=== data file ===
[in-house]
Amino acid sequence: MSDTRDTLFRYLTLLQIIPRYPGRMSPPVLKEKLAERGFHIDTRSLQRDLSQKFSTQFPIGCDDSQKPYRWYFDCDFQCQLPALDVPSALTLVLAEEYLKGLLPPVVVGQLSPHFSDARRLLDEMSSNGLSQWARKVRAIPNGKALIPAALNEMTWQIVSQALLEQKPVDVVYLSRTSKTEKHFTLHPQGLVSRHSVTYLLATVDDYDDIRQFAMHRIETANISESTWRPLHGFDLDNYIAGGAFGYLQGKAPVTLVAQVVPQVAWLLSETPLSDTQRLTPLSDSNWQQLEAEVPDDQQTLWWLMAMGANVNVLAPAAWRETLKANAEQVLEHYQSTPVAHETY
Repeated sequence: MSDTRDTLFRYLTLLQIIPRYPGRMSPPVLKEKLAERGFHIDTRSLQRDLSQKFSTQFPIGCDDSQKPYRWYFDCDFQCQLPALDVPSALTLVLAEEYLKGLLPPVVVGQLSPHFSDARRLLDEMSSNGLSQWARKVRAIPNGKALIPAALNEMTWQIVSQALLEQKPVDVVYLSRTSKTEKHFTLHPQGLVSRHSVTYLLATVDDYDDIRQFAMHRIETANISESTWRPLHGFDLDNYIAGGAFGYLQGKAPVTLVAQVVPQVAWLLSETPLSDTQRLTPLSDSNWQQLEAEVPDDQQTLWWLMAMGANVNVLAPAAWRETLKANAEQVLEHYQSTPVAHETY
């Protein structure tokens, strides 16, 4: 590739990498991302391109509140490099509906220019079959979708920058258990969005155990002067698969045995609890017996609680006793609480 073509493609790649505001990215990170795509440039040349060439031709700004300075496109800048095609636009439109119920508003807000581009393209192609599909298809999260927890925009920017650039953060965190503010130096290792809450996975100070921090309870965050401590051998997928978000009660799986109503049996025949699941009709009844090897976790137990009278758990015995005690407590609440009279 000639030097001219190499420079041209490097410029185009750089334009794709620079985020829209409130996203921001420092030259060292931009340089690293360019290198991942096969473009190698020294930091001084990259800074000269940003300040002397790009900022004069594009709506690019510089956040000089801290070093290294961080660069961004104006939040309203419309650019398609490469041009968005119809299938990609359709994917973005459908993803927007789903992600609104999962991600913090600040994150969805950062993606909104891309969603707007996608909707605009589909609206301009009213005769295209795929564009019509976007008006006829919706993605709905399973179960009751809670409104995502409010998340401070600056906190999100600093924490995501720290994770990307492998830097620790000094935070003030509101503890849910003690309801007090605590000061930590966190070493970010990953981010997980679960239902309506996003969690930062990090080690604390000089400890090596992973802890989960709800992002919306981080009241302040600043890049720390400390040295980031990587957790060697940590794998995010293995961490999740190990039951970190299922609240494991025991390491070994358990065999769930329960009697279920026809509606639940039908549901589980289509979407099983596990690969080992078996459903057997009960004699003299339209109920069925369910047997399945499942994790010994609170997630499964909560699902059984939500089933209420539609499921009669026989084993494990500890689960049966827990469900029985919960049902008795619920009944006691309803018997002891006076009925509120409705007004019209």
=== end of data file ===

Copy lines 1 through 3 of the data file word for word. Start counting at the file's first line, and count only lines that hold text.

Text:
[in-house]
Amino acid sequence: MSDTRDTLFRYLTLLQIIPRYPGRMSPPVLKEKLAERGFHIDTRSLQRDLSQKFSTQFPIGCDDSQKPYRWYFDCDFQCQLPALDVPSALTLVLAEEYLKGLLPPVVVGQLSPHFSDARRLLDEMSSNGLSQWARKVRAIPNGKALIPAALNEMTWQIVSQALLEQKPVDVVYLSRTSKTEKHFTLHPQGLVSRHSVTYLLATVDDYDDIRQFAMHRIETANISESTWRPLHGFDLDNYIAGGAFGYLQGKAPVTLVAQVVPQVAWLLSETPLSDTQRLTPLSDSNWQQLEAEVPDDQQTLWWLMAMGANVNVLAPAAWRETLKANAEQVLEHYQSTPVAHETY
Repeated sequence: MSDTRDTLFRYLTLLQIIPRYPGRMSPPVLKEKLAERGFHIDTRSLQRDLSQKFSTQFPIGCDDSQKPYRWYFDCDFQCQLPALDVPSALTLVLAEEYLKGLLPPVVVGQLSPHFSDARRLLDEMSSNGLSQWARKVRAIPNGKALIPAALNEMTWQIVSQALLEQKPVDVVYLSRTSKTEKHFTLHPQGLVSRHSVTYLLATVDDYDDIRQFAMHRIETANISESTWRPLHGFDLDNYIAGGAFGYLQGKAPVTLVAQVVPQVAWLLSETPLSDTQRLTPLSDSNWQQLEAEVPDDQQTLWWLMAMGANVNVLAPAAWRETLKANAEQVLEHYQSTPVAHETY